(Darwin 1897, 233-234) said: “Until man selects birds differing in the relative length of the wing-feathers or toes (and so on), no sensible change in these parts should be expected. Nor could man do anything unless those parts happened to vary under domestication: I do not positively assert that this is the case…”.
On page 235, He (Darwin, 1897) continues: “The progress of selection almost inevitably leads to the neglect and ultimate extinction of the earlier and less improved forms, as well as many intermediate links in each long line of descent.”
It truly does appear that by his language, Darwin is fueling his “descent with modification” theory strongly based upon his observances in artificial selection (man’s husbandry) with pigeons.
When looking at the possible outcomes of a Punnett square, even with only one trait involved, sometimes there is 100% chance of a certain phenotype (outward appearance) manifesting and sometimes there is a 25% chance. Without bringing epigenetics into the picture, there is an element of DNA recombination between a sperm and egg that is random. Random and not “selected.” With that being said, I believe epigenetics is showing how certain traits (after their own kind/within a species) can be selected by nature, due to “external locks and unlocks” placed on the genome.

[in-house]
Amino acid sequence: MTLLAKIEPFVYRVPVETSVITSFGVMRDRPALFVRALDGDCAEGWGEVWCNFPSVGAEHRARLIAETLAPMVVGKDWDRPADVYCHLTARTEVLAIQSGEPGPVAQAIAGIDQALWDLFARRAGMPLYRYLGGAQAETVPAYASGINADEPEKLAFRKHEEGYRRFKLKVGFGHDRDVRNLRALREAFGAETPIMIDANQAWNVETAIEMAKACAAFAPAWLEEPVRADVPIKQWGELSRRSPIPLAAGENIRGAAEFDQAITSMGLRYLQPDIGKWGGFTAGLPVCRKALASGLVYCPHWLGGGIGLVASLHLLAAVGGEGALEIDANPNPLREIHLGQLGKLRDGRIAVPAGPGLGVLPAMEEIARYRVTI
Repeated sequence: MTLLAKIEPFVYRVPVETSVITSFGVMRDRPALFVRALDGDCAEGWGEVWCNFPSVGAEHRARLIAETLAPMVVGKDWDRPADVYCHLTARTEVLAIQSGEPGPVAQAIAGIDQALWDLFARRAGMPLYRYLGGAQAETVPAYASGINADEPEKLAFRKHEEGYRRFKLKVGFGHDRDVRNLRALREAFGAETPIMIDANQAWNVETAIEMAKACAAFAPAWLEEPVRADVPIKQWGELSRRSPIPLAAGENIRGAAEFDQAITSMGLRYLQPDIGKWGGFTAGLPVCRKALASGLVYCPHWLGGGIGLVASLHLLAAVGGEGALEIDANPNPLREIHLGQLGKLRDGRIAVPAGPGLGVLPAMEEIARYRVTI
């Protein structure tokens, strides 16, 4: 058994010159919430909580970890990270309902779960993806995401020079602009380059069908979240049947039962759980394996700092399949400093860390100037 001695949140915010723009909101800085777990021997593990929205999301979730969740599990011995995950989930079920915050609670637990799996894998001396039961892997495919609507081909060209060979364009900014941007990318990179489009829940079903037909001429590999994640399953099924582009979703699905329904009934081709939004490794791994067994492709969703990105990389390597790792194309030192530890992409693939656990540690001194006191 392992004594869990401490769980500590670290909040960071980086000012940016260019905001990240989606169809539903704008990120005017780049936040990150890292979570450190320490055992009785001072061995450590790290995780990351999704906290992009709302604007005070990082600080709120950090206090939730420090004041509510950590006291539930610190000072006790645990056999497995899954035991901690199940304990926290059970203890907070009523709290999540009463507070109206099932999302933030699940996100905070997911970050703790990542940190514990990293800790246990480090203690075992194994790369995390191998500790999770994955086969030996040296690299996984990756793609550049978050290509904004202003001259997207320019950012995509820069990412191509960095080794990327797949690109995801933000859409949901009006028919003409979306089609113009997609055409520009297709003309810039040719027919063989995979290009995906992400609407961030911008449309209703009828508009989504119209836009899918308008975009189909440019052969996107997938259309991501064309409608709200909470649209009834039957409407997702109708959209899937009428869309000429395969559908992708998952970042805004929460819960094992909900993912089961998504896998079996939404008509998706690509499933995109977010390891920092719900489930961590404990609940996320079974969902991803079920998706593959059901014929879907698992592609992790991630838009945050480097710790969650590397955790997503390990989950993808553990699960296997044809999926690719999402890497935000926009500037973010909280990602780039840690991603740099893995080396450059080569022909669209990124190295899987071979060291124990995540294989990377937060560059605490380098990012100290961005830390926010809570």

In pop culture, we have seen plenty of pictures of dramatic jumps from one type of animal to another type of animal, suggesting macroevolution. I find it interesting that Darwin said in the first entry I quoted that man’s artificial selection could not in effect, be performed on something (a trait) that was not already there. “Nor could man do anything unless those parts happened to vary under domestication (Darwin 1897, 233-234).” Darwin’s words came in light of what he observed in artificial selection with intelligent input from man, resulting in creatures “after their own kind.”
My thinking, which is not original, is that Darwin at least somewhat based his theory of evolution upon what he witnessed in mankind’s artificial selection within certain lines of animals (and plants), in this case pigeons. Many of the “changes” Darwin witnessed, after their own kind, required intelligent input and not random action.
Darwin, Charles. The variation of animals and plants under domestication, Volume I. New York: D. Appleton and Company, 1897.